Balakot airstrike redefined use of air power says former IAF chief on first anniversary of attack
IAF jets had struck a Jaish-e-Mohammad terrorist camp in Balakot, Pakistan, on February 26, in retaliation to the killing of 40 CRPF personnel in Pulwama.
Indian Air Force chief RKS Bhadauria on Wednesday said the Balakot airstrike redefined the use of air power and marked a tectonic shift in government’s policy on national security, The Indian Express reported. Bhadauria made the comment in an interview with the newspaper on the occasion of the first anniversary of the Balakot airstrike.
Indian Air Force jets had struck a Jaish-e-Mohammad terrorist camp in Balakot in Khyber Paktunkhwa province of Pakistan on February 26, in retaliation for the killing of 40 Central Reserve Police Force personnel in Pulwama on February 14. Pakistan had denied involvement in the attack but vowed to respond to any Indian military operation against it.
“The Balakot airstrike redefined the use of air power towards meeting the national objective and has changed the paradigm of sub-conventional action and response in the subcontinent,” Bhadauria told the newspaper.
He added that while there has been a “battle of narratives” over the event, and the subsequent air operations, the airstrike is one of the most important military operations undertaken by India.“The fact remains that the Balakot airstrikes were the most significant air action by the IAF in over four decades, when our fighters penetrated deep into Pakistan airspace, executed a precise attack on the terror camp and returned home unchallenged.”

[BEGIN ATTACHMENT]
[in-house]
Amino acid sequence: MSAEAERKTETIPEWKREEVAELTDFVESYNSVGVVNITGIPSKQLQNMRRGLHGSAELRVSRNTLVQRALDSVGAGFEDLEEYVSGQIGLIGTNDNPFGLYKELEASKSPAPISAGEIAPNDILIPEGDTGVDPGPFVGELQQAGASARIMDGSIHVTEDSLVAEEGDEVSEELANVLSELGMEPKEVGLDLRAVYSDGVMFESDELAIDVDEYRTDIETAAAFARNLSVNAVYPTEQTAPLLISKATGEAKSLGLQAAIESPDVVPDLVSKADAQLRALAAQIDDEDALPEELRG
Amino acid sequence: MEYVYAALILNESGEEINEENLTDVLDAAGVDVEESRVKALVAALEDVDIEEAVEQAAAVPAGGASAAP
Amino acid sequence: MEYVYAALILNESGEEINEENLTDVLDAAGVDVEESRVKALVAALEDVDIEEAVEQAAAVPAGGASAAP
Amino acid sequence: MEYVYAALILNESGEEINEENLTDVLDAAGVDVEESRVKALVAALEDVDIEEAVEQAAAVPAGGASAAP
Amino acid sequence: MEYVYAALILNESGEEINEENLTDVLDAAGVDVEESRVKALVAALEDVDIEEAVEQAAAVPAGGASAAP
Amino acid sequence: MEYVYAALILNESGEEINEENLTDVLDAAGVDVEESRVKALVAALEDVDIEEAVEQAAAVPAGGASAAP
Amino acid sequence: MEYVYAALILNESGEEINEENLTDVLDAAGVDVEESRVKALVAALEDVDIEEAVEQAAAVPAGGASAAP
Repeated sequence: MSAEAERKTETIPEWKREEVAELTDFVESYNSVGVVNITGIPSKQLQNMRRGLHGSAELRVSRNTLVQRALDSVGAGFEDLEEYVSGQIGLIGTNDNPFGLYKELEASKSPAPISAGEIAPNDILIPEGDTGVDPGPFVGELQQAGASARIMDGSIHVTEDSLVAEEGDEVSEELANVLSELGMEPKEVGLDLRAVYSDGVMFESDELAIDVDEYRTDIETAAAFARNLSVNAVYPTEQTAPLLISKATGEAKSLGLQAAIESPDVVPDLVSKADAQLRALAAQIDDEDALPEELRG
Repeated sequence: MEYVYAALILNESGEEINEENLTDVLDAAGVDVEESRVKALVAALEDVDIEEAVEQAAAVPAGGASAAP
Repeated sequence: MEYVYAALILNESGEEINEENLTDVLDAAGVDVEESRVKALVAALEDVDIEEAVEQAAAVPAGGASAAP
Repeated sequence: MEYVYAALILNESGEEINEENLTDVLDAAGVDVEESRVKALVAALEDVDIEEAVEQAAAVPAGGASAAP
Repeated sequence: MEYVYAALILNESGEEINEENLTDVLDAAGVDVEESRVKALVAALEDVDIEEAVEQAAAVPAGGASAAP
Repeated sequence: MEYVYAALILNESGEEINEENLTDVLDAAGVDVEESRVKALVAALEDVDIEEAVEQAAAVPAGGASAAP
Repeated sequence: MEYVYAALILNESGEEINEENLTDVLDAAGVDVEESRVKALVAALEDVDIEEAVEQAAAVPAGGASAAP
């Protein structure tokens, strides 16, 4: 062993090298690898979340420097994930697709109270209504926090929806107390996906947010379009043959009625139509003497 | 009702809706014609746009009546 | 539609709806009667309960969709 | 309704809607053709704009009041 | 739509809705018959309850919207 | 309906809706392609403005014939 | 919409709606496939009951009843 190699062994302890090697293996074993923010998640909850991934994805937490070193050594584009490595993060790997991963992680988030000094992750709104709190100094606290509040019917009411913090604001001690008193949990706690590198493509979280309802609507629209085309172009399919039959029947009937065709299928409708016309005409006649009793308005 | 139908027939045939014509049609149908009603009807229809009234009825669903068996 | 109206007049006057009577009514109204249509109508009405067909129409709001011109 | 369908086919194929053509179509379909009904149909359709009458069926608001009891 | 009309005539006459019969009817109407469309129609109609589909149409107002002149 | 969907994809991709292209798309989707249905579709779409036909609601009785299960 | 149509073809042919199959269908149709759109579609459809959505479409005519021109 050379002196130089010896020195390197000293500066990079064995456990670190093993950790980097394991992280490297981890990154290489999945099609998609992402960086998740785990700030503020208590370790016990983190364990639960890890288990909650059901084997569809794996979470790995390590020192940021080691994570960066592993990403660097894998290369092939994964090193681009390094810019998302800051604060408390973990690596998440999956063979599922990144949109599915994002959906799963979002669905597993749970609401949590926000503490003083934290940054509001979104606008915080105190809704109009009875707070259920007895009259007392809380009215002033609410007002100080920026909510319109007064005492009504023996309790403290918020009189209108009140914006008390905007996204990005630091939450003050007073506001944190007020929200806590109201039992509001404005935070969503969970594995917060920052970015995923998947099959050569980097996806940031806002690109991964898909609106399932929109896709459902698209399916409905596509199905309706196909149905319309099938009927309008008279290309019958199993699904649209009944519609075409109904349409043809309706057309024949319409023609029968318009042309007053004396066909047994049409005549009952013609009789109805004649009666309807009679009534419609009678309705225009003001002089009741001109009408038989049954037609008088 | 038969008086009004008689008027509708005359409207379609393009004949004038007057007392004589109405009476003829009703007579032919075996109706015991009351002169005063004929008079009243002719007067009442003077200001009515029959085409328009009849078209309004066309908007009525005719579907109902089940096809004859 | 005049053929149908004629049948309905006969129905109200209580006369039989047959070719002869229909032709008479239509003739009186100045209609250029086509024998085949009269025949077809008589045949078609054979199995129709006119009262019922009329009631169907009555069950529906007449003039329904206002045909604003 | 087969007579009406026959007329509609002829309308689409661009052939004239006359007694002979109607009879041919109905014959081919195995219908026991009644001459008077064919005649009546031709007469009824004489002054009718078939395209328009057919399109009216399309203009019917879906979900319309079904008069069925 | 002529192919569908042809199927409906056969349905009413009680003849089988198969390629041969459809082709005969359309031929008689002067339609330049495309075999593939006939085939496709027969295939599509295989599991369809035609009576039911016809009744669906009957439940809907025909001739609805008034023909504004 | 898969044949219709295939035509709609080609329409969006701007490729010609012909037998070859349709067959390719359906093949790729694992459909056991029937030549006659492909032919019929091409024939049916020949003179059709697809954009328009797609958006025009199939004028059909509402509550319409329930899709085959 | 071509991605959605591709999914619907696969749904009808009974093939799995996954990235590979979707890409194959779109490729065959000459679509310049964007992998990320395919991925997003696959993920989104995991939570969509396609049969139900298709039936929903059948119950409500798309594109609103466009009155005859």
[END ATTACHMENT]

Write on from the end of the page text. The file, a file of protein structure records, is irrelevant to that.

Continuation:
At the time of the airstrike, Pakistan said there were no casualties, while New Delhi called the attack a pre-emptive strike that hit a terrorist training camp and killed “a very large number” of militants. Pakistan had countered India’s claim that it destroyed a Jaish-e-Mohammad madrassa, alleging that only a few trees had been felled in the Indian Air Force strike, and took representatives of some international media houses and foreign diplomats to the site in Balakot.
Former Indian Air Force chief BS Dhanoa, too, described the attack as a paradigm shift in Indian military operations, the Hindustan Times reported. “The other side never believed that we could carry out an [air] strike inside Pakistan to take out a terror training camp that we successfully carried out,” he said on Wednesday. “After Balakot air strike, there was no major terrorist attack throughout the Indian elections because they were scared that we will respond again in the same manner or even more devastatingly.”
Calling the operation a “precisely coordinated” attack, Bhadauria said the Balakot air strike demonstrated the Indian Air Force’s level of operational preparedness and capability. “The men and women concerned performed their tasks admirably under challenging conditions, which is a testimony to their planning and training,” he added. “This complex plan was conceived and executed in full secrecy and the mission went unchallenged even when Pakistan Air Force was on full alert.”
When asked about some of the big lessons learnt from the military confrontation, Bhadauria said: “We have instituted measures covering the entire spectrum of induction of new capability, operational training and tactics, which will further enhance the Indian Air Force’s operational capability to undertake any such mission at short notice.”
The day after the Balakot air strikes, Pakistan Air Force fighter aircraft breached Indian air space over Jammu and Kashmir, prompting the Indian Air Force to scramble its own warplanes. Wing Commander Abhinandan Varthaman, who was flying a MiG 21 Bison, was captured by Pakistan troops but was released on March 2 as a “goodwill gesture”.